www.fafsa.ed.gov or download a copy from www.ed.gov/offices/OPE/express.html. The former is the probably easiest of the two, and both electronic versions deliver the added bonus of automatic checking for common errors. Deadlines vary depending on the college. Many selective private schools require filing by February 1 in the winter preceding enrollment; deadlines at state universities and community colleges are generally later.
As federal forms go, the FAFSA is relatively simple. Annual income primarily determines whether a family qualifies for aid. Large households receive favored status, as do those with more than one student in college. Older parents get a break because they are closer to retirement and, in cases of divorce, the finances of the non-custodial parent are not included in the calculations. Family assets also play a role in determining aid eligibility, but the federal formula excludes equity in the family's primary residence and the value of life insurance policies and retirement plans. Income and assets in the student's name take a larger bite out of aid eligibility than those in the parents' name.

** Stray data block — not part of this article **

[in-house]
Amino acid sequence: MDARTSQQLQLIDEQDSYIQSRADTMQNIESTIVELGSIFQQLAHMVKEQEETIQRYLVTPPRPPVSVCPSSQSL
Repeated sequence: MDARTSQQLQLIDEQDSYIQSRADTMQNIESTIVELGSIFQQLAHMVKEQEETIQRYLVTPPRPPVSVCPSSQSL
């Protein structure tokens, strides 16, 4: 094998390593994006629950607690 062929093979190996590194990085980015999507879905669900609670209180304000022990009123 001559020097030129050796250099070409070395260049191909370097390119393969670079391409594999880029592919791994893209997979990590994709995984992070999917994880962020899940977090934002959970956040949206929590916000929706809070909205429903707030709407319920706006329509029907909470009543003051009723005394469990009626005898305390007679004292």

Ideally, parents should file this year's FAFSA on the basis of your recently completed tax forms. But with deadlines looming, it is better to file on the basis of estimates than to wait. (A chance for corrections will come later.) In the event of special circumstances, such as unusually high medical bills, make your appeal directly to the colleges for special consideration. Do not bother attaching anything to the FAFSA -- the people who get it are hired solely to crunch the numbers.